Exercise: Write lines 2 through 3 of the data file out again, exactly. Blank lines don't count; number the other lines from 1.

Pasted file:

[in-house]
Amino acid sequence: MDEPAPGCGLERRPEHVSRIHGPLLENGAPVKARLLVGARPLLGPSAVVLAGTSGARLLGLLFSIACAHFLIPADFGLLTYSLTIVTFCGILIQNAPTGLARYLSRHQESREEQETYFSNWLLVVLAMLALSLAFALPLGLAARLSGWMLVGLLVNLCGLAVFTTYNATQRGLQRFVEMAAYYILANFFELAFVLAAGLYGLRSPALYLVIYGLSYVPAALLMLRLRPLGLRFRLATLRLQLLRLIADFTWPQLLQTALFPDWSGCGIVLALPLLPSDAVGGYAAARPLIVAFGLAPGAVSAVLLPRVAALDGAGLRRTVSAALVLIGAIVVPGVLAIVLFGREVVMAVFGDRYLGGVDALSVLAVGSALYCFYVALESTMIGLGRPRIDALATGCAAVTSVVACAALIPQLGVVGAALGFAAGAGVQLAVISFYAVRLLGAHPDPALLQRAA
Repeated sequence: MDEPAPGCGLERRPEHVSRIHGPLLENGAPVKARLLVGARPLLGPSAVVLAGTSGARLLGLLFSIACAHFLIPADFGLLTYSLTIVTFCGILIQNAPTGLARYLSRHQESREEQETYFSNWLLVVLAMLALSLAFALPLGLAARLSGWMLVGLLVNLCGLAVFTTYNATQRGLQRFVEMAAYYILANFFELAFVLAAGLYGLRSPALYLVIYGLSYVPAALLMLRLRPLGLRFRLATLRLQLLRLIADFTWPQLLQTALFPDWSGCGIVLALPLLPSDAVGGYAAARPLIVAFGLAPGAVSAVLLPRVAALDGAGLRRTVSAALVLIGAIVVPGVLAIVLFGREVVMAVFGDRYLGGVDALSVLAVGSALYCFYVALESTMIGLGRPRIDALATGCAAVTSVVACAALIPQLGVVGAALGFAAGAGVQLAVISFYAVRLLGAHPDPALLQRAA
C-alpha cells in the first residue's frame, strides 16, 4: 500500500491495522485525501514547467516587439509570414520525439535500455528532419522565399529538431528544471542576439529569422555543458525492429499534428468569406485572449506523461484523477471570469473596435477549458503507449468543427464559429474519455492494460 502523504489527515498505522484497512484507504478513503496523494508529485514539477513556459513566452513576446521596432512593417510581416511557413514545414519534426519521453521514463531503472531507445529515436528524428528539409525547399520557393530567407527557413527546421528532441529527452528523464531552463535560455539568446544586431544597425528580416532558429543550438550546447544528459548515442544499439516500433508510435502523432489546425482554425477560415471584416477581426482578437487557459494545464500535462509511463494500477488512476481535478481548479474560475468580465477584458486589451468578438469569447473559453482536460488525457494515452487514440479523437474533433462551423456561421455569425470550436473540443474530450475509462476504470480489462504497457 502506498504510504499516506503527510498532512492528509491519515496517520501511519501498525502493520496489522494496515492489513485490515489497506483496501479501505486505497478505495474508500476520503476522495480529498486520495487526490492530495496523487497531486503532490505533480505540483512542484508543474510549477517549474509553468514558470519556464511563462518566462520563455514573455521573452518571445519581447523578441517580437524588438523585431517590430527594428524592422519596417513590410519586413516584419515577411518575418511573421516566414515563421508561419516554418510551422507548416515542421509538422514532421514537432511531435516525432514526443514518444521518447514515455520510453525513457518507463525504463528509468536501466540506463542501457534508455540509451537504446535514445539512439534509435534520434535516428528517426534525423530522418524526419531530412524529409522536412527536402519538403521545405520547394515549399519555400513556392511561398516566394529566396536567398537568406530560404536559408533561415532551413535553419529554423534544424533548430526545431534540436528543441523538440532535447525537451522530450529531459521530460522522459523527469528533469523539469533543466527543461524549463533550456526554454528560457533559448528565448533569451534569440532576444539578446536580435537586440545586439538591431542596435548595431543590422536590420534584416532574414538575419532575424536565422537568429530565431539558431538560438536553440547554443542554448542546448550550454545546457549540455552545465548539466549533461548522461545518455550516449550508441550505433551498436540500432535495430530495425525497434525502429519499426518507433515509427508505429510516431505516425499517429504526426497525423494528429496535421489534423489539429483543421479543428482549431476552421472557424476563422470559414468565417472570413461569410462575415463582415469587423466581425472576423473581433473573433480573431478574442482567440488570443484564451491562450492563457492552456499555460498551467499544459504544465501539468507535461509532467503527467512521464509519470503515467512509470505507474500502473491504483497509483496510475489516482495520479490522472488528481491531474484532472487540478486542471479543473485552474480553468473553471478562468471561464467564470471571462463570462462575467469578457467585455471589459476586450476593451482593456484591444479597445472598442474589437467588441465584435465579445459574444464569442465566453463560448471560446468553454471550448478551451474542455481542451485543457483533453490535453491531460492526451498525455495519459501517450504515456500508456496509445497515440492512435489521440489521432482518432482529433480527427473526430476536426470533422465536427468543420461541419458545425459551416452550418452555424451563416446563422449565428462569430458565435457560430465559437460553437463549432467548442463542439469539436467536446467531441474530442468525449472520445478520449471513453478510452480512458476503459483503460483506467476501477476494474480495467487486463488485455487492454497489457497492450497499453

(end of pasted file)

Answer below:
Amino acid sequence: MDEPAPGCGLERRPEHVSRIHGPLLENGAPVKARLLVGARPLLGPSAVVLAGTSGARLLGLLFSIACAHFLIPADFGLLTYSLTIVTFCGILIQNAPTGLARYLSRHQESREEQETYFSNWLLVVLAMLALSLAFALPLGLAARLSGWMLVGLLVNLCGLAVFTTYNATQRGLQRFVEMAAYYILANFFELAFVLAAGLYGLRSPALYLVIYGLSYVPAALLMLRLRPLGLRFRLATLRLQLLRLIADFTWPQLLQTALFPDWSGCGIVLALPLLPSDAVGGYAAARPLIVAFGLAPGAVSAVLLPRVAALDGAGLRRTVSAALVLIGAIVVPGVLAIVLFGREVVMAVFGDRYLGGVDALSVLAVGSALYCFYVALESTMIGLGRPRIDALATGCAAVTSVVACAALIPQLGVVGAALGFAAGAGVQLAVISFYAVRLLGAHPDPALLQRAA
Repeated sequence: MDEPAPGCGLERRPEHVSRIHGPLLENGAPVKARLLVGARPLLGPSAVVLAGTSGARLLGLLFSIACAHFLIPADFGLLTYSLTIVTFCGILIQNAPTGLARYLSRHQESREEQETYFSNWLLVVLAMLALSLAFALPLGLAARLSGWMLVGLLVNLCGLAVFTTYNATQRGLQRFVEMAAYYILANFFELAFVLAAGLYGLRSPALYLVIYGLSYVPAALLMLRLRPLGLRFRLATLRLQLLRLIADFTWPQLLQTALFPDWSGCGIVLALPLLPSDAVGGYAAARPLIVAFGLAPGAVSAVLLPRVAALDGAGLRRTVSAALVLIGAIVVPGVLAIVLFGREVVMAVFGDRYLGGVDALSVLAVGSALYCFYVALESTMIGLGRPRIDALATGCAAVTSVVACAALIPQLGVVGAALGFAAGAGVQLAVISFYAVRLLGAHPDPALLQRAA